Though it has a wingspan of 9 feet, the 3-D-printed drone unveiled at the Dubai Airshow earlier this week only weighs 33 pounds.
It can reach speeds up to 150 mph thanks to its lightweight build, owed to specific materials and overall design, and its jet engine.
"A primary goal for us was to show the aerospace industry just how quickly you can go from designing to building to flying a 3-D-printed jet-powered aircraft. To the best of our knowledge, this is the largest, fastest and most complex 3-D-printed UAV ever produced," said Dan Campbell, aerospace research engineer at Aurora Flight Sciences, which made the drone along with the 3-D printing company Stratasys.
Watch the drone in flight:
According to a news release from the company, Campbell said in a statement that the 3-D printing technology allowed them to cut design and build time by 50 percent. Overall, the drone was made with 80 percent 3-D-printed parts.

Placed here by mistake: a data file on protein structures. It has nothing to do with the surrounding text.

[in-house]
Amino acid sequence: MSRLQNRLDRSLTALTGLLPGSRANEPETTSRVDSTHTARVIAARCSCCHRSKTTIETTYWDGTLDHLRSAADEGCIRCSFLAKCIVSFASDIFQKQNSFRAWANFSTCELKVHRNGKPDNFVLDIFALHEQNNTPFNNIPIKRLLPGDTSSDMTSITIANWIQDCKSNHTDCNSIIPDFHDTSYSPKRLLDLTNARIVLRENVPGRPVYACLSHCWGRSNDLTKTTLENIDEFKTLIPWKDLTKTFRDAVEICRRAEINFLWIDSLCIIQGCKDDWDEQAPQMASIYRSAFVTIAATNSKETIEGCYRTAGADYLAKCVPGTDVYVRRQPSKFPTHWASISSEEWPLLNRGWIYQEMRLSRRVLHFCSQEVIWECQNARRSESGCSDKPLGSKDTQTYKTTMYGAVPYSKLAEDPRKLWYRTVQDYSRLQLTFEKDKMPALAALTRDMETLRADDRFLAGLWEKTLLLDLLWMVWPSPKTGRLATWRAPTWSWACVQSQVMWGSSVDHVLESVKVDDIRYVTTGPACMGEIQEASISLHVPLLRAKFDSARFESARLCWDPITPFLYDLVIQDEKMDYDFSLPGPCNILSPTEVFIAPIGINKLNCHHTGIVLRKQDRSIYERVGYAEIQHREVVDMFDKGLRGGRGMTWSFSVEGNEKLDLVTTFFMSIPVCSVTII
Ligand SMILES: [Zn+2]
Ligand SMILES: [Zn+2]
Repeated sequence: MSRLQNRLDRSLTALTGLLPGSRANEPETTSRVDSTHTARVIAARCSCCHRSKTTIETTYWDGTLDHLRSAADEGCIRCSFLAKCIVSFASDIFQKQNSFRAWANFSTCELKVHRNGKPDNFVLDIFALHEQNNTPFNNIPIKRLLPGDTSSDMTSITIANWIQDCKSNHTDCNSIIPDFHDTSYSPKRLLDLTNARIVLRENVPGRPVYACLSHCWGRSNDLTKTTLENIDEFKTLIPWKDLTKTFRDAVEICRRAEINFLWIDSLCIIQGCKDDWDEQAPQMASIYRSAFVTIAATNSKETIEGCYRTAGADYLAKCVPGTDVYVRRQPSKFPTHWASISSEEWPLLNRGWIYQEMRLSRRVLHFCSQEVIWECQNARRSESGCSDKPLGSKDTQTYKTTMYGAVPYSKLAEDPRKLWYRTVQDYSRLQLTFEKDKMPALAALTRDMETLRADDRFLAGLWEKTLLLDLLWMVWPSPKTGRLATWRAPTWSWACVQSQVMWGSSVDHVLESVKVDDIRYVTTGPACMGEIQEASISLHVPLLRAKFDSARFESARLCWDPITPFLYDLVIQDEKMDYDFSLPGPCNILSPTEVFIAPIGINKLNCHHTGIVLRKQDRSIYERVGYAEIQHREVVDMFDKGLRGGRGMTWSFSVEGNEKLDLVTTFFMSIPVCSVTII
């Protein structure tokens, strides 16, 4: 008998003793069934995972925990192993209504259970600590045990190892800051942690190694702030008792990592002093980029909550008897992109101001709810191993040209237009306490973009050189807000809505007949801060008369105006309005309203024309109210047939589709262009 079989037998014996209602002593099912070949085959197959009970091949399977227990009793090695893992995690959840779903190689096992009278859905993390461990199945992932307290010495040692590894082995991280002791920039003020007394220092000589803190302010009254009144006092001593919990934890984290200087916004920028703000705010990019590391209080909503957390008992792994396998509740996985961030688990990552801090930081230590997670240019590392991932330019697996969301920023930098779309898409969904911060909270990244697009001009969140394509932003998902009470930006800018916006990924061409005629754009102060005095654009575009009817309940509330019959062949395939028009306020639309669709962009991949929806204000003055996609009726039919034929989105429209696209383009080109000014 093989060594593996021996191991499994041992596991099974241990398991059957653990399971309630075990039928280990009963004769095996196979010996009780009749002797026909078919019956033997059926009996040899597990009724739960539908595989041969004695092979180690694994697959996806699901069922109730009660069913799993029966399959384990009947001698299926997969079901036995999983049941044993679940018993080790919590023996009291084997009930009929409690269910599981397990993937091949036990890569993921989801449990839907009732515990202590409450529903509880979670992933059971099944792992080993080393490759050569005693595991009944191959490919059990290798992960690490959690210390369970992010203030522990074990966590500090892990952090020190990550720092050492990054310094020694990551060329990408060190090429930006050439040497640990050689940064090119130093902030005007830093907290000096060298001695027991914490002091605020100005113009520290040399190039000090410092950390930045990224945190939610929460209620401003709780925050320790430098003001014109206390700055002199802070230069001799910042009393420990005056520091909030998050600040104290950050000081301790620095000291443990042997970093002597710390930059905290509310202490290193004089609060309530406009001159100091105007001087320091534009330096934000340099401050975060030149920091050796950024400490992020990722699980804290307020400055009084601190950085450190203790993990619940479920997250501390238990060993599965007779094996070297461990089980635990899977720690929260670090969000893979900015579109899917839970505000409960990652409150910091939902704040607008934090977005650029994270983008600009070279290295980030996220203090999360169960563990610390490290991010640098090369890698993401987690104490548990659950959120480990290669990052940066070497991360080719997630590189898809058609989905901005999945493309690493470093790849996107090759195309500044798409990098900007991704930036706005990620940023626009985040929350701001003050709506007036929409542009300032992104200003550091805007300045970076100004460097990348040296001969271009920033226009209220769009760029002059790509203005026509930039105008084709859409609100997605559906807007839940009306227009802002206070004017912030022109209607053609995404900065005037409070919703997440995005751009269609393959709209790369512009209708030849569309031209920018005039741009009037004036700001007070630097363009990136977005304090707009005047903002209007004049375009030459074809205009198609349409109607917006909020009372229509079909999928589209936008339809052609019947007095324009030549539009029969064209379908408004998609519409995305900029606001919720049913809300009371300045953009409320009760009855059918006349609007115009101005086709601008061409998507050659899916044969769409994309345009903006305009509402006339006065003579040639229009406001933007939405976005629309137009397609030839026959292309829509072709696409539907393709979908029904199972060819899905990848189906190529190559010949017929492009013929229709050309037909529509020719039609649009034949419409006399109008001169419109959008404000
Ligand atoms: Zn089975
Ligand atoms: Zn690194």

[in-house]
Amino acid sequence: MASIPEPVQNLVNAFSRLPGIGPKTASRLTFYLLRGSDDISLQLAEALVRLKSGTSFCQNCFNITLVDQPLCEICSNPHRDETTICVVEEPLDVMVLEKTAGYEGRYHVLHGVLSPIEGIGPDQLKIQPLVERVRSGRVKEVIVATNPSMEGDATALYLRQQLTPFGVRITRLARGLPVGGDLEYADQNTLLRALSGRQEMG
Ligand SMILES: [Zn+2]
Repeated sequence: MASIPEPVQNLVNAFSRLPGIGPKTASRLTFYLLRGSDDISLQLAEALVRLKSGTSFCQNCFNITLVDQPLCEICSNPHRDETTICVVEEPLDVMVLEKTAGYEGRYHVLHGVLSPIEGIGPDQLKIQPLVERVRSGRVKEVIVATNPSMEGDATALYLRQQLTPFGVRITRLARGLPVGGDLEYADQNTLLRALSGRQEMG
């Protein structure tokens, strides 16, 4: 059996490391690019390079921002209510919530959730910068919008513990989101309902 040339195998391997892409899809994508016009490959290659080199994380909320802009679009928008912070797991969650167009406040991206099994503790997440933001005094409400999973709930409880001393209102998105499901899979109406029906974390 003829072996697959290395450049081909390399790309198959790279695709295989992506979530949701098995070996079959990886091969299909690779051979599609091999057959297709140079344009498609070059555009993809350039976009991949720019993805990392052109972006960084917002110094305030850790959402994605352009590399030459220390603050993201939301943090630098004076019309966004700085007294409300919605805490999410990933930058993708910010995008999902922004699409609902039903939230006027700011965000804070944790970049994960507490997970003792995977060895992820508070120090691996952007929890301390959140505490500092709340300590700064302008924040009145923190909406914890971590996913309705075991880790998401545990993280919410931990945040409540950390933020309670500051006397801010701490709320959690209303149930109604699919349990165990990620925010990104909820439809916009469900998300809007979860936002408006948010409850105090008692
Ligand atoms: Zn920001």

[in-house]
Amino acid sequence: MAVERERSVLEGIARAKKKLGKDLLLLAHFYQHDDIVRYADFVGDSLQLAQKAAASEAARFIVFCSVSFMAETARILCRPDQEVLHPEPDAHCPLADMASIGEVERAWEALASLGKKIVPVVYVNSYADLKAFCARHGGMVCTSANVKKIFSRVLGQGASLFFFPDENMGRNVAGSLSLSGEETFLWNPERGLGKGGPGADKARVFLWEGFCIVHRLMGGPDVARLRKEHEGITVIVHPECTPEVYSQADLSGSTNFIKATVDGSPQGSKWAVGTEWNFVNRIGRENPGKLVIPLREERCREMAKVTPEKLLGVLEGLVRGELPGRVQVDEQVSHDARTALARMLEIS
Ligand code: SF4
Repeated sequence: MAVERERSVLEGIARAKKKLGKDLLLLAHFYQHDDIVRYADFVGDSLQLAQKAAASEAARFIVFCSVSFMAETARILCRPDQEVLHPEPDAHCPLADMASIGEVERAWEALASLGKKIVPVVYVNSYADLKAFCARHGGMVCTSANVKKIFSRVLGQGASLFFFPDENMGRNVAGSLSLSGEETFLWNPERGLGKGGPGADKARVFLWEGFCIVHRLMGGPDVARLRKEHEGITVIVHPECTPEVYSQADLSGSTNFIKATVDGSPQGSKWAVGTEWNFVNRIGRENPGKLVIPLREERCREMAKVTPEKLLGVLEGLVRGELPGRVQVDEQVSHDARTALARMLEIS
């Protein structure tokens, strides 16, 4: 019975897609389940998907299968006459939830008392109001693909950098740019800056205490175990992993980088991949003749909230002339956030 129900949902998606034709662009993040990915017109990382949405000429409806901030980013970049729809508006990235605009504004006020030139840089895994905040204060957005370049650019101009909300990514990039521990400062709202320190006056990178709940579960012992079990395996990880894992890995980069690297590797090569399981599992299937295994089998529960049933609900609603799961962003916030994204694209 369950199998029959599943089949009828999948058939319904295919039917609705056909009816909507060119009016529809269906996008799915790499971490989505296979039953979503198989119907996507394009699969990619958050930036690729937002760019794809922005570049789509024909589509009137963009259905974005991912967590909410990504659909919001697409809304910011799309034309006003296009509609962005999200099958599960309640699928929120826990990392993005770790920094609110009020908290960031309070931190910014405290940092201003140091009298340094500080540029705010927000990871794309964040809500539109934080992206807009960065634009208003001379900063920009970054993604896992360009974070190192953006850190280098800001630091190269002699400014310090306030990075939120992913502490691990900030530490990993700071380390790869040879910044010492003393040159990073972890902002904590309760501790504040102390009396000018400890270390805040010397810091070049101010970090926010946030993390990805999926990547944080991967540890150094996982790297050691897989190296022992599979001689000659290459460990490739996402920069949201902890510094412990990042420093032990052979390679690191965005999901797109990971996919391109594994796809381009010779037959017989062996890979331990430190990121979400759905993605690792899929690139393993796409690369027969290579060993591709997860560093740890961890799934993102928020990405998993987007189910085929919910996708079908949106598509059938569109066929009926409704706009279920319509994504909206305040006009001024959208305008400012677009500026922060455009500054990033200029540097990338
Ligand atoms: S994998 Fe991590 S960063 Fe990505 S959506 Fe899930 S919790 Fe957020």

Special techniques were used to make sure the drone's materials would be able to withstand the components they put on board.
"We elected to laser sinter the nylon fuel tank, and our thrust vectoring exhaust nozzle was 3-D printed in metal to withstand the extreme heat at the engine nozzle," Scott Sevcik, aerospace and defense senior business development manager at Stratasys, said in a statement.
"Because Stratasys is able to produce parts that meet the flame, smoke, and toxicity requirements set by the FAA, ULTEM has become the 3-D printing material of choice for many of our aerospace customers for final production applications," he continued.
The production of this drone using specialized lightweight materials can help reduce fuel use, thus lowering operational costs and environmental impacts, Sevcik said.